34 pages 1 hour read


Allegory Of The Cave

Nonfiction | Essay / Speech | Adult | BCE

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Symbols & Motifs


Throughout “The Allegory of the Cave,” light is shown to be a literal manifestation of enlightenment or wisdom. It is only through access to some kind of light, albeit dimly reflected off a cavern wall, that the prisoners in the allegory can know anything at all of the shape of things (mention is also made of reflected sound, though Socrates does not dwell on this, preferring instead to speak in terms of the visual). Once one gains access to light more fully and by degrees, one can come to fuller knowledge and wisdom. However, the Platonic Socrates also notes that transitions from dark to light and from light to dark can be painful and disorienting, which helps him further illustrate the nature of wisdom, and its difficulties and discomforts. Light serves as an apt metaphor, providing a jumping off point for the deeper analysis that is Plato’s goal through the text.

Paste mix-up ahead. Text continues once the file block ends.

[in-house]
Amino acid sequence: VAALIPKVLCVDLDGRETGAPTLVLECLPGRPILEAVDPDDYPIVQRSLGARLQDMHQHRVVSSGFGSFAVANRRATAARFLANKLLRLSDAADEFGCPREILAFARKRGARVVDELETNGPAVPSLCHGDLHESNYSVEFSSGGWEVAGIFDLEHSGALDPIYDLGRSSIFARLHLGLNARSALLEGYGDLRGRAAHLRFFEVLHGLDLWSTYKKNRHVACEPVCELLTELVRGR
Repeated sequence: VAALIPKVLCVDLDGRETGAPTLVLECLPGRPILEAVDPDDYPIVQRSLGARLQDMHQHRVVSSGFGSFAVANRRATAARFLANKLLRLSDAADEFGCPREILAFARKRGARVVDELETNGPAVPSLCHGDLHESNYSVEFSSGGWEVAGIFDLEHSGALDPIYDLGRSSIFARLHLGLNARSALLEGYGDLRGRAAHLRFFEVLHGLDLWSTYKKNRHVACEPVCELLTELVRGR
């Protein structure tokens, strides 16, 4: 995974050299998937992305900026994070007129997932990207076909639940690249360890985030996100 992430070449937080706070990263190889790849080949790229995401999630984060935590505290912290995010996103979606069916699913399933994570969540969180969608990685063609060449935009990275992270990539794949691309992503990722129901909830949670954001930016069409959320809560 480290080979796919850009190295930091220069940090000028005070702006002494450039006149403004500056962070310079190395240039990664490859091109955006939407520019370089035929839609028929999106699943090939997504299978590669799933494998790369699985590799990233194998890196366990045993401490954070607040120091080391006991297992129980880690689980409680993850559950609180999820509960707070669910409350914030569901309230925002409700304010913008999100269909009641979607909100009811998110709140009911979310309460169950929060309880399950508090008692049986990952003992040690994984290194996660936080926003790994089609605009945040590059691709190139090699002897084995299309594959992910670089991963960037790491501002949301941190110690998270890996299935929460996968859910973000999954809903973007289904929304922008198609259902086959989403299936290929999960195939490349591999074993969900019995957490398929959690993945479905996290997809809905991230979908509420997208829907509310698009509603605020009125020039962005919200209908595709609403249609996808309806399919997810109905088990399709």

As mentioned in the previous section, while light symbolized enlightenment and wisdom, darkness symbolizes ignorance. The prisoners trapped in the cage only know darkness, and, because of this, they cannot know that the shadows they see are not the true forms themselves, but simply representations of them.